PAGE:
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2007 NAMM Show Report: Recording and Live Sound
By: Scott Kahn


Our time exploring these areas was cut short this year due to a few less editors making it out to the show than originally planned. We didn’t get to spend any time exploring the world of live sound this year enough to personally comment on new products other than some in-ear monitoring options. Now if only NAMM were two days longer… but that would probably completely wipe out everyone working in the booths!


First came two-inch reel-to-reel tape. It was warm. It was saturated. It was good. And then came digital recording. It was dark. It was cold. It was sterile. For those of you who think the digital recording world is still suffering in the dark ages, Digidesign came to the rescue at NAMM, bringing back the warmth with their Reel Tape Suite Analog Tape Emulator collection.

We listened to the set of new plug-ins, starting with Reel Tape Saturation, designed to restore the warmth and saturation typically associated with analog recording. Just slap the effect on your drum tracks (or anything else, really) and… listen closely. The difference was subtle to our ears, but then with the volume of everything around us in the Digi booth… still, there was a difference, though we’ll have to listen in a better studio environment to hear how significant the plug-in is. Reel Tape Delay and Reel Tape Flanger had more obvious sonic characteristics.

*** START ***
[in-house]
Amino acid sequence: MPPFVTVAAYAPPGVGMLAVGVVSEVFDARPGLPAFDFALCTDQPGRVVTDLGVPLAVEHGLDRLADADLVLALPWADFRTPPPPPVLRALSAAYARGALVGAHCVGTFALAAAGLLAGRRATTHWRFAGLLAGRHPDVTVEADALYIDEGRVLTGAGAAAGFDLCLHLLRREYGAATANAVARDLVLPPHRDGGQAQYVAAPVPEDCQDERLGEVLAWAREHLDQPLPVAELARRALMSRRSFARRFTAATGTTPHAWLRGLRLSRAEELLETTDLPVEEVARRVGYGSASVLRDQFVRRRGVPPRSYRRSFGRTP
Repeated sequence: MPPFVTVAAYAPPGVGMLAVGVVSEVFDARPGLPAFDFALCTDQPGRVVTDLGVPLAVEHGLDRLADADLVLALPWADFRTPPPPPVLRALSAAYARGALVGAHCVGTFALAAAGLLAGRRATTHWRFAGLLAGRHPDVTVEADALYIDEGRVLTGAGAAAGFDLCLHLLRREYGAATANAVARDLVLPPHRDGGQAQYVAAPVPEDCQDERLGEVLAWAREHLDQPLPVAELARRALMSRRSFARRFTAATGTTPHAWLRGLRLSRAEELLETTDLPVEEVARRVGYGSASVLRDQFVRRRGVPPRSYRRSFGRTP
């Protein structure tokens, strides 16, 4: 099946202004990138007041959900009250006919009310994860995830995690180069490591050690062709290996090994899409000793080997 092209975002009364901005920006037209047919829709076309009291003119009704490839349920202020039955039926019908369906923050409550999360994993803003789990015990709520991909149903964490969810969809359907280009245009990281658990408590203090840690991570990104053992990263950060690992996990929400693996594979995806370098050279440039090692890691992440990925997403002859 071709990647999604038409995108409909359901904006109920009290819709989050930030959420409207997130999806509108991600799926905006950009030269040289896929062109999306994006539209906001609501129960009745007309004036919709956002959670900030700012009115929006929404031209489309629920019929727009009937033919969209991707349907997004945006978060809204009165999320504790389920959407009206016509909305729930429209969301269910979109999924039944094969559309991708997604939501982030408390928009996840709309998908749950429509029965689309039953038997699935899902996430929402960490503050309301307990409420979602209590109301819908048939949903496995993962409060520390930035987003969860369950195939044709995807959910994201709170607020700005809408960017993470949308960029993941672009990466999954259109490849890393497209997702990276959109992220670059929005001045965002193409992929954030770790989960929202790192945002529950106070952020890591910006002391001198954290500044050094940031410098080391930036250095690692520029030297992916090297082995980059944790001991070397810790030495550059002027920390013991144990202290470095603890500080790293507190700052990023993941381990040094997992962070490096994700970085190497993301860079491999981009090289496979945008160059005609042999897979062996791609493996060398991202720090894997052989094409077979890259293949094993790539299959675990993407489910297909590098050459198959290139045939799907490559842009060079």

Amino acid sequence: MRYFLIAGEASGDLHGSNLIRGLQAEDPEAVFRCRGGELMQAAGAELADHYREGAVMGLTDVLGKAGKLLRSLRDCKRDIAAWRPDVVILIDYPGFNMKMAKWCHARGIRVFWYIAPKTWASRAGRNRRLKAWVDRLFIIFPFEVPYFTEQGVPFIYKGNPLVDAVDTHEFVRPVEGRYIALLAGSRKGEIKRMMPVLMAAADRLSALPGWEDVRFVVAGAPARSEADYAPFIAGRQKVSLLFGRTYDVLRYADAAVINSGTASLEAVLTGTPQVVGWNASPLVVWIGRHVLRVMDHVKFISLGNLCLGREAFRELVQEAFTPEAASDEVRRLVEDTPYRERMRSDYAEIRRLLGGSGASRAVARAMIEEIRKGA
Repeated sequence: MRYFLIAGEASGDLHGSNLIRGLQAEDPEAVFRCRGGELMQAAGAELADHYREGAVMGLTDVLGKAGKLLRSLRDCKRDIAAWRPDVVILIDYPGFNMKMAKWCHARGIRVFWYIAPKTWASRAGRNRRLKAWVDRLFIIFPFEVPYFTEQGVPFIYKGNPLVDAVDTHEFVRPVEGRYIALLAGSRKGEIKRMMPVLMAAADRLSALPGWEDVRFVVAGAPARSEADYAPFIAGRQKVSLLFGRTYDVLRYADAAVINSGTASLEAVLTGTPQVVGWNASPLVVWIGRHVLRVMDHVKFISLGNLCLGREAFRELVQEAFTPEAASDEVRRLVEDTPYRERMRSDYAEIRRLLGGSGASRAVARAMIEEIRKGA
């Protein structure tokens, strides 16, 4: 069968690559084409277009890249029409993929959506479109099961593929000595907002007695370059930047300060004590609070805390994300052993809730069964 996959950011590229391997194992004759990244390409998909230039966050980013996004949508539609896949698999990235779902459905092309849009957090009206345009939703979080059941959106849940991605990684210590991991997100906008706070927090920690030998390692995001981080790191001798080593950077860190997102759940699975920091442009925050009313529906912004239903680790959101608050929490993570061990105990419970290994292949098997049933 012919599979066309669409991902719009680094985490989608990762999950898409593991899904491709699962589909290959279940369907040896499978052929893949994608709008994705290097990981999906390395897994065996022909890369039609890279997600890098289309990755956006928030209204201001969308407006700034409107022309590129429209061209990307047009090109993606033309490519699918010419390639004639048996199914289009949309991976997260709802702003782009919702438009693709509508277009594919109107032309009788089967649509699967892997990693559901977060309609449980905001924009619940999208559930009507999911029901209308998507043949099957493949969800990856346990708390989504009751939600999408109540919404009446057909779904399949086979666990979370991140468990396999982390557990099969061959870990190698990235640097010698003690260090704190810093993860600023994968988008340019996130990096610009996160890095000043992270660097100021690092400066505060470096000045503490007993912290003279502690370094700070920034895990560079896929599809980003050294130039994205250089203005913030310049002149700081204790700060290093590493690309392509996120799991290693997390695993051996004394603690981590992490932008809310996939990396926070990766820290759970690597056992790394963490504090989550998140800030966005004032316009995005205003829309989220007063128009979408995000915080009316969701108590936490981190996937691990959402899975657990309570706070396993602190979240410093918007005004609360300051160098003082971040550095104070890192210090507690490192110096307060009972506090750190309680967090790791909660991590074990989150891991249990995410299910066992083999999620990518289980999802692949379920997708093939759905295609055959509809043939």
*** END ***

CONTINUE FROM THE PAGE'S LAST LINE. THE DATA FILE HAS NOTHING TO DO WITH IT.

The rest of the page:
Also noteworthy was yet another virtual instrument – the Structure sampler plug-in! We’ve been extremely impressed with other recent virtual instruments from Digidesign’s A.I.R. group, and Structure looked to be a pretty cool sampling instrument plug-in. It supports sound libraries from SampleCell, EXS24, and Kontakt 2, and Digidesign have partnered with EASTWEST to bring their award-winning sample libraries into the Structure environment.



In-ear monitors were out in force at NAMM, and the latest trend we observed was numerous companies offering generic-fit in-ear systems. They ship with multiple different-sized earbuds, some as molded plastic, and some with replaceable foam attachments.

But we were particularly drawn to Westone’s selection of make-to-order custom in-ear monitors. Their latest ES3 actually has three drivers per in-ear, with a mid-range bump optimized for guitar and vocal signals. Even cooler is their custom shop – you can order your in-ears with a wide range of colors and art designs. Why look like you’ve got hearing aids when your ears can scream to the world “Hey! There’s something cool going on in here!”

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